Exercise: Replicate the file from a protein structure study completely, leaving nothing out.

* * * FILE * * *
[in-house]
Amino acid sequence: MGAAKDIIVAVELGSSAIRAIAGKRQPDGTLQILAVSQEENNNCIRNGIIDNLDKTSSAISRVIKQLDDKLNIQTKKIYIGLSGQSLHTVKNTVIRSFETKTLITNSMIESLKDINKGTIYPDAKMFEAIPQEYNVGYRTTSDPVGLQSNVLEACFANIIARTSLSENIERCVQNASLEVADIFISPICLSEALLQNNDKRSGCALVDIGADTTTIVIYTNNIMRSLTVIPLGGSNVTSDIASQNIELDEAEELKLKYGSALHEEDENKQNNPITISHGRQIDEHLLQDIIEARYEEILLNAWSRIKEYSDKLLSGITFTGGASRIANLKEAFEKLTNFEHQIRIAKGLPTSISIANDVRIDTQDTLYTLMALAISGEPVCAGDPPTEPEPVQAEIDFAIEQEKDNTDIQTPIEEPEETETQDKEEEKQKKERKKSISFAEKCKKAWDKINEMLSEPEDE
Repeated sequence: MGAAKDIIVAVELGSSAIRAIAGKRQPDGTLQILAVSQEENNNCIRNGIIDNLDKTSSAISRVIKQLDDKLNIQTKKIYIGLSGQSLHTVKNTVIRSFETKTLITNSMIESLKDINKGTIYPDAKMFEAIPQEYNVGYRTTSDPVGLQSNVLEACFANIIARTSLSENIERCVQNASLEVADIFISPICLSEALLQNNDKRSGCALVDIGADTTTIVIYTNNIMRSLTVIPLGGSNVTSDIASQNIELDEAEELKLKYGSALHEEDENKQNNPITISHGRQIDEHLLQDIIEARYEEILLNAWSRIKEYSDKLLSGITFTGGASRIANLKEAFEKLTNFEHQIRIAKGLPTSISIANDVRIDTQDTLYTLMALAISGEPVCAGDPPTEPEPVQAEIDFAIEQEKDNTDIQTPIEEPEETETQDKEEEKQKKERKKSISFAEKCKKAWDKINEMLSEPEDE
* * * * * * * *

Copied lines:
[in-house]
Amino acid sequence: MGAAKDIIVAVELGSSAIRAIAGKRQPDGTLQILAVSQEENNNCIRNGIIDNLDKTSSAISRVIKQLDDKLNIQTKKIYIGLSGQSLHTVKNTVIRSFETKTLITNSMIESLKDINKGTIYPDAKMFEAIPQEYNVGYRTTSDPVGLQSNVLEACFANIIARTSLSENIERCVQNASLEVADIFISPICLSEALLQNNDKRSGCALVDIGADTTTIVIYTNNIMRSLTVIPLGGSNVTSDIASQNIELDEAEELKLKYGSALHEEDENKQNNPITISHGRQIDEHLLQDIIEARYEEILLNAWSRIKEYSDKLLSGITFTGGASRIANLKEAFEKLTNFEHQIRIAKGLPTSISIANDVRIDTQDTLYTLMALAISGEPVCAGDPPTEPEPVQAEIDFAIEQEKDNTDIQTPIEEPEETETQDKEEEKQKKERKKSISFAEKCKKAWDKINEMLSEPEDE
Repeated sequence: MGAAKDIIVAVELGSSAIRAIAGKRQPDGTLQILAVSQEENNNCIRNGIIDNLDKTSSAISRVIKQLDDKLNIQTKKIYIGLSGQSLHTVKNTVIRSFETKTLITNSMIESLKDINKGTIYPDAKMFEAIPQEYNVGYRTTSDPVGLQSNVLEACFANIIARTSLSENIERCVQNASLEVADIFISPICLSEALLQNNDKRSGCALVDIGADTTTIVIYTNNIMRSLTVIPLGGSNVTSDIASQNIELDEAEELKLKYGSALHEEDENKQNNPITISHGRQIDEHLLQDIIEARYEEILLNAWSRIKEYSDKLLSGITFTGGASRIANLKEAFEKLTNFEHQIRIAKGLPTSISIANDVRIDTQDTLYTLMALAISGEPVCAGDPPTEPEPVQAEIDFAIEQEKDNTDIQTPIEEPEETETQDKEEEKQKKERKKSISFAEKCKKAWDKINEMLSEPEDE